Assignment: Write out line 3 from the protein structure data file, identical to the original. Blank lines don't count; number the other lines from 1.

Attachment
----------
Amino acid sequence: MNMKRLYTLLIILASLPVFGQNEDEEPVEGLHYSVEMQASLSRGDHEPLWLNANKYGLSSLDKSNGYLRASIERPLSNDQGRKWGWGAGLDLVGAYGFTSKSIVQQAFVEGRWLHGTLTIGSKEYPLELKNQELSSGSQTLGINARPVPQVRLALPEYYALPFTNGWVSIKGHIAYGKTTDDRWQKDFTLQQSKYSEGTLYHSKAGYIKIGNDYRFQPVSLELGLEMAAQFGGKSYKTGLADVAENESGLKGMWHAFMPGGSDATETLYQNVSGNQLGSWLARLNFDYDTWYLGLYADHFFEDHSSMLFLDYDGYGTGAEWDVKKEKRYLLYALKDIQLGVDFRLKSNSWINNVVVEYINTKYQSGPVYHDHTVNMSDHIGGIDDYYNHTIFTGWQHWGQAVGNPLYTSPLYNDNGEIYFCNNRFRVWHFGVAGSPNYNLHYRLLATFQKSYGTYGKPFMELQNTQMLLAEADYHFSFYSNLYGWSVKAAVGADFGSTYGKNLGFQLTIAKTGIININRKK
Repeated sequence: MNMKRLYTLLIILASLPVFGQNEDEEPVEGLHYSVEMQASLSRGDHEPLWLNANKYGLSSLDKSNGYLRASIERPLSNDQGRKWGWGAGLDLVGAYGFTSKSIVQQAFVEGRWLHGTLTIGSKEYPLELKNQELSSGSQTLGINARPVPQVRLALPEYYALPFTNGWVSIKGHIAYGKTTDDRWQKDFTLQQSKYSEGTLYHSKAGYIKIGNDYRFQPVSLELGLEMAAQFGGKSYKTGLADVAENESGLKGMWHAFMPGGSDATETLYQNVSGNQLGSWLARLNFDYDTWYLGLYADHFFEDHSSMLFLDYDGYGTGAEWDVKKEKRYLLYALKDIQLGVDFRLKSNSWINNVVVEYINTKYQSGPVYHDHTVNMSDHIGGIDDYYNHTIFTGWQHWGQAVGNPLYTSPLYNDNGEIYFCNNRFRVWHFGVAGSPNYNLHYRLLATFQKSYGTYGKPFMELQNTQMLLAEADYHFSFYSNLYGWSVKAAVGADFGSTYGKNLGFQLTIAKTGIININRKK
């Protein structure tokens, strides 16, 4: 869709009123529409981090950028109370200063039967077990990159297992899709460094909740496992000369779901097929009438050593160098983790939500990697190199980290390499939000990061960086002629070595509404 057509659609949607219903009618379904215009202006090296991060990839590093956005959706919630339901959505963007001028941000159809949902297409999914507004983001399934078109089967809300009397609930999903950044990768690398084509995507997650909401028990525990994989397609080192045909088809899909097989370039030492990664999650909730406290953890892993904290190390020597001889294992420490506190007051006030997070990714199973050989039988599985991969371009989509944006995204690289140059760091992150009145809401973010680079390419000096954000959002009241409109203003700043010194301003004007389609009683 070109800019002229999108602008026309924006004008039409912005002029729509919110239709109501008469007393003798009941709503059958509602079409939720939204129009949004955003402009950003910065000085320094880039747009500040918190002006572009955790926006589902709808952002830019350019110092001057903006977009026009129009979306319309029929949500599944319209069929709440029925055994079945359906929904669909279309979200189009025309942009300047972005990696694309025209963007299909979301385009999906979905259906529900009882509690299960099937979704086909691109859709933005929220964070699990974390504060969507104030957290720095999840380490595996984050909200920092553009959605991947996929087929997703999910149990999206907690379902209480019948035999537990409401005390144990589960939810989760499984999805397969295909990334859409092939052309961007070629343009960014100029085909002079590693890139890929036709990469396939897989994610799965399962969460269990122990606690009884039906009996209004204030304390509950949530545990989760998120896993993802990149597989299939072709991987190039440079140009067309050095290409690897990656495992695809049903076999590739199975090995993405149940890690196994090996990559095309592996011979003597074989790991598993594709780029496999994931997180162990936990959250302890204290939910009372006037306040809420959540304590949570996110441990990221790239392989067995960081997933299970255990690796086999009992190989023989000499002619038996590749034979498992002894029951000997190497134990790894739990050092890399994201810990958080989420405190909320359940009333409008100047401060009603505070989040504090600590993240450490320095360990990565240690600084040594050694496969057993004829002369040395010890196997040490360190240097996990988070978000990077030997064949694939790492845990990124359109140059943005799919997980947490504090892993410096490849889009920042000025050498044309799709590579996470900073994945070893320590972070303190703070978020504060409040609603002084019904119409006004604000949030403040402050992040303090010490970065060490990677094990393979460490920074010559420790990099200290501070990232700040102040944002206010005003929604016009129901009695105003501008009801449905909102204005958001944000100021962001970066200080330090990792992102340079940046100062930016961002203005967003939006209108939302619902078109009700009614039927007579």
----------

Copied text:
């Protein structure tokens, strides 16, 4: 869709009123529409981090950028109370200063039967077990990159297992899709460094909740496992000369779901097929009438050593160098983790939500990697190199980290390499939000990061960086002629070595509404 057509659609949607219903009618379904215009202006090296991060990839590093956005959706919630339901959505963007001028941000159809949902297409999914507004983001399934078109089967809300009397609930999903950044990768690398084509995507997650909401028990525990994989397609080192045909088809899909097989370039030492990664999650909730406290953890892993904290190390020597001889294992420490506190007051006030997070990714199973050989039988599985991969371009989509944006995204690289140059760091992150009145809401973010680079390419000096954000959002009241409109203003700043010194301003004007389609009683 070109800019002229999108602008026309924006004008039409912005002029729509919110239709109501008469007393003798009941709503059958509602079409939720939204129009949004955003402009950003910065000085320094880039747009500040918190002006572009955790926006589902709808952002830019350019110092001057903006977009026009129009979306319309029929949500599944319209069929709440029925055994079945359906929904669909279309979200189009025309942009300047972005990696694309025209963007299909979301385009999906979905259906529900009882509690299960099937979704086909691109859709933005929220964070699990974390504060969507104030957290720095999840380490595996984050909200920092553009959605991947996929087929997703999910149990999206907690379902209480019948035999537990409401005390144990589960939810989760499984999805397969295909990334859409092939052309961007070629343009960014100029085909002079590693890139890929036709990469396939897989994610799965399962969460269990122990606690009884039906009996209004204030304390509950949530545990989760998120896993993802990149597989299939072709991987190039440079140009067309050095290409690897990656495992695809049903076999590739199975090995993405149940890690196994090996990559095309592996011979003597074989790991598993594709780029496999994931997180162990936990959250302890204290939910009372006037306040809420959540304590949570996110441990990221790239392989067995960081997933299970255990690796086999009992190989023989000499002619038996590749034979498992002894029951000997190497134990790894739990050092890399994201810990958080989420405190909320359940009333409008100047401060009603505070989040504090600590993240450490320095360990990565240690600084040594050694496969057993004829002369040395010890196997040490360190240097996990988070978000990077030997064949694939790492845990990124359109140059943005799919997980947490504090892993410096490849889009920042000025050498044309799709590579996470900073994945070893320590972070303190703070978020504060409040609603002084019904119409006004604000949030403040402050992040303090010490970065060490990677094990393979460490920074010559420790990099200290501070990232700040102040944002206010005003929604016009129901009695105003501008009801449905909102204005958001944000100021962001970066200080330090990792992102340079940046100062930016961002203005967003939006209108939302619902078109009700009614039927007579």